Once you’ve explored town, jump in your car for nearby attractions: Within a half-hour radius you’ll find cheese artisans that invite you to try their custom flavors and apple orchards selling pies and cider. Work those local delicacies off while kayaking 750-acre Chittenden Resevoir, just 17 miles away and surrounded by national forest, or stroll Merchant’s Row in neighboring Rutland to view beautifully restored buildings from the 19th century.
And we know; it’s not exactly in the immediate region, but gosh dang it’s gotta be mentioned: The Ben & Jerry’s ice cream factory is in nearby(ish) Waterbury, just slightly over an hour’s drive.
We see a freezer stocked full of Cherry Garcia in your future.
When you get here: Get lost in the woods. “Killington marks mile 1,700 on the Appalachian Trail and the midway point of the Long Trail. The two intersect for 100 miles at Maine Junction in Killington,” points out Merisa. It is, according to her, “the most beautiful & famous thru-hiking in the world.”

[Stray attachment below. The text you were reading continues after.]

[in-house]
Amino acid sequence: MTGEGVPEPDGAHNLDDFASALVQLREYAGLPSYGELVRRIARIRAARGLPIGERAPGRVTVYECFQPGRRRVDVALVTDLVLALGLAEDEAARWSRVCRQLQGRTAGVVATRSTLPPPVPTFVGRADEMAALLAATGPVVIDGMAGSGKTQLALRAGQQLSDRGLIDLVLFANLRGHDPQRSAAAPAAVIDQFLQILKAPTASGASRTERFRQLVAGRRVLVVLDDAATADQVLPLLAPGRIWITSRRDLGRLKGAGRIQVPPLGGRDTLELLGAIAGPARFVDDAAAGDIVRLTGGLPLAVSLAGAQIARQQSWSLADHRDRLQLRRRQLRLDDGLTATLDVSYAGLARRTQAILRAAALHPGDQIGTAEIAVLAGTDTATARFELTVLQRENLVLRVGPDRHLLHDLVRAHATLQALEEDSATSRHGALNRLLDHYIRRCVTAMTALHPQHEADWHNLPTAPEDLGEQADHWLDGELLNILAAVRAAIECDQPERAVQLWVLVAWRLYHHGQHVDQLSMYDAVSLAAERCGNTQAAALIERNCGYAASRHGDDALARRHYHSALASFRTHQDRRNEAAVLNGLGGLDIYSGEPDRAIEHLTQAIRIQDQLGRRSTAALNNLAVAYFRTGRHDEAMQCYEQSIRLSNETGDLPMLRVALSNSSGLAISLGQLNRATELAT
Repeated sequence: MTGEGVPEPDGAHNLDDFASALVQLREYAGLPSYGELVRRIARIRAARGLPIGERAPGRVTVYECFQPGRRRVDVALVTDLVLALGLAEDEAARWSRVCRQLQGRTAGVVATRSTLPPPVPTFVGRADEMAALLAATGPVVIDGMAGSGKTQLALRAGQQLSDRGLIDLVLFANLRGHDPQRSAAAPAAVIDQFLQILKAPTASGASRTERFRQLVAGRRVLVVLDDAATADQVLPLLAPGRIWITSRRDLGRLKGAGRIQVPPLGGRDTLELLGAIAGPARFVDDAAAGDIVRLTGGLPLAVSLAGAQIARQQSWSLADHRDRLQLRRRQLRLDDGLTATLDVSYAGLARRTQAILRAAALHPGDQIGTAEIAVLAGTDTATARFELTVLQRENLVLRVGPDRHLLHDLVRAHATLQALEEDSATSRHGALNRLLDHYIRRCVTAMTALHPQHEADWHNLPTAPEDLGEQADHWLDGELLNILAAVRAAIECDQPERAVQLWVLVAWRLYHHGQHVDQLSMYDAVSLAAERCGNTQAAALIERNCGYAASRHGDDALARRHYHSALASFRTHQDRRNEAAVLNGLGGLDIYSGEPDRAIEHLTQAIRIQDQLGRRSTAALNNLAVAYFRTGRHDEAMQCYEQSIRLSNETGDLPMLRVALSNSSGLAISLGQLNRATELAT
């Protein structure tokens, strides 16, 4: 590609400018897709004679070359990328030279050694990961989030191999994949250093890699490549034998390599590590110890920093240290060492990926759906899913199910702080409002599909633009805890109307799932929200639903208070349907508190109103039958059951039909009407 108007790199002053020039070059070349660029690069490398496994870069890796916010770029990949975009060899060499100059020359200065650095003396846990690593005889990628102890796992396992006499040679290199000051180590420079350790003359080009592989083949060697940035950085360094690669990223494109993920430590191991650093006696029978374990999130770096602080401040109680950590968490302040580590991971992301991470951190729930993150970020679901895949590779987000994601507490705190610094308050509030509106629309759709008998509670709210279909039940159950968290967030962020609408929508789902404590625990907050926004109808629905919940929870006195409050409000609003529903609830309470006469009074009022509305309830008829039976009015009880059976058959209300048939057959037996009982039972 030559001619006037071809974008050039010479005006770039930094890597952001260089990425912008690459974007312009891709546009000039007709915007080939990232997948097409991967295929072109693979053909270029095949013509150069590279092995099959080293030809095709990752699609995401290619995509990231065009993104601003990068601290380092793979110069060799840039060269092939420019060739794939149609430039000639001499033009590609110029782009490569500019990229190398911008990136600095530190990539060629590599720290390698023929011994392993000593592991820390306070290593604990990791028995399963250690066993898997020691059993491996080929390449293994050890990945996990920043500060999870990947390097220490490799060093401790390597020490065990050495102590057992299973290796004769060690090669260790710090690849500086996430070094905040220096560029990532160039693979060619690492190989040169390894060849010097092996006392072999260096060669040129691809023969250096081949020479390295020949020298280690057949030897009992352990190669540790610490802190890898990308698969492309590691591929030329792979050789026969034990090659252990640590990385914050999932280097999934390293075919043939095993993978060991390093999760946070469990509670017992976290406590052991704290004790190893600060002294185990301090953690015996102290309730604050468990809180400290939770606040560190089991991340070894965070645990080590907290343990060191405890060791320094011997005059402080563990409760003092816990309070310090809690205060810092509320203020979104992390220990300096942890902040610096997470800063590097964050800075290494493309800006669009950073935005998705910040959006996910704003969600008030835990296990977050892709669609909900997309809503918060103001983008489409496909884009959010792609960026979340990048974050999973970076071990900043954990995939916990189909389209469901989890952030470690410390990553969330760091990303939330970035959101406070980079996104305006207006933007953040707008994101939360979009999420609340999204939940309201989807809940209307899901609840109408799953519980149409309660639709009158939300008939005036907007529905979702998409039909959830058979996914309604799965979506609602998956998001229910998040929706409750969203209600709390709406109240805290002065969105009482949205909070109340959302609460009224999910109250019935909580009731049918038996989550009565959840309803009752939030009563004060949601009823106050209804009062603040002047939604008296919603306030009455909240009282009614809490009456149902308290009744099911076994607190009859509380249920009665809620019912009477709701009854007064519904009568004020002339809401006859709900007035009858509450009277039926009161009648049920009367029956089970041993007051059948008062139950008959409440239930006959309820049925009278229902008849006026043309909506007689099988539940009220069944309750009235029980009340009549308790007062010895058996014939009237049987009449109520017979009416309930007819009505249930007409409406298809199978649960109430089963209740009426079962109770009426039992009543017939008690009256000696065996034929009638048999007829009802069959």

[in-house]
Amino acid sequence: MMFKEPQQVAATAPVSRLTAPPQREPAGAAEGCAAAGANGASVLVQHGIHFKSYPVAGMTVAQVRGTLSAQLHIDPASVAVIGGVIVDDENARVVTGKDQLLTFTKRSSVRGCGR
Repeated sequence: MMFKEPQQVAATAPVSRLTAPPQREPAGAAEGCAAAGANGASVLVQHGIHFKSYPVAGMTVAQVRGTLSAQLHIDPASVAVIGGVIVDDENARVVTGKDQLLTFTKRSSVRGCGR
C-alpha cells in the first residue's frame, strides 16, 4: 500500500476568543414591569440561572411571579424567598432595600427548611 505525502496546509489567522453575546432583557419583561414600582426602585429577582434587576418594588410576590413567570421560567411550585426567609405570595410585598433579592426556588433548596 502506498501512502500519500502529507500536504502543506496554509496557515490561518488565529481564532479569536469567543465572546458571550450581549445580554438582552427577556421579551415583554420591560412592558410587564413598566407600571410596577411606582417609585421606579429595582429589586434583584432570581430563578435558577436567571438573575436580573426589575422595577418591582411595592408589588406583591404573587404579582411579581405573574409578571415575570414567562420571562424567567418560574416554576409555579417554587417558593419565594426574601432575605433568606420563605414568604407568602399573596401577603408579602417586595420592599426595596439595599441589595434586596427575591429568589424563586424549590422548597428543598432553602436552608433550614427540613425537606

Home to: Whiteface Mountain*
Perfect for: Those who want to pair hefty vertical with a side of culture.
Skier: Andrew Q.
*Disclaimer: Though Whiteface Mountain Ski Resort is in neighboring Wilmington, it is often unwittingly accredited to the larger area of Lake Placid since the distance is so close to both. We just wanted to give credit where credit is due!
It’s no surprise that east coast skiers named Lake Placid as one of the east’s best ski towns for year-round living: its proximity to the resort that boasts skiing’s biggest vertical drop in the east, its situation inside a larger population base (North Elba) and its illustrious past — including hosting two Winter Olympic games (1932 and 1980) — have helped craft a town that delivers a lively array of attractions, places to work, and cultural events. Add these points to the fact that the geography of the area naturally supports year-round adventure and you’ve got a combo that makes life here feel much (much) larger than its “village” classification.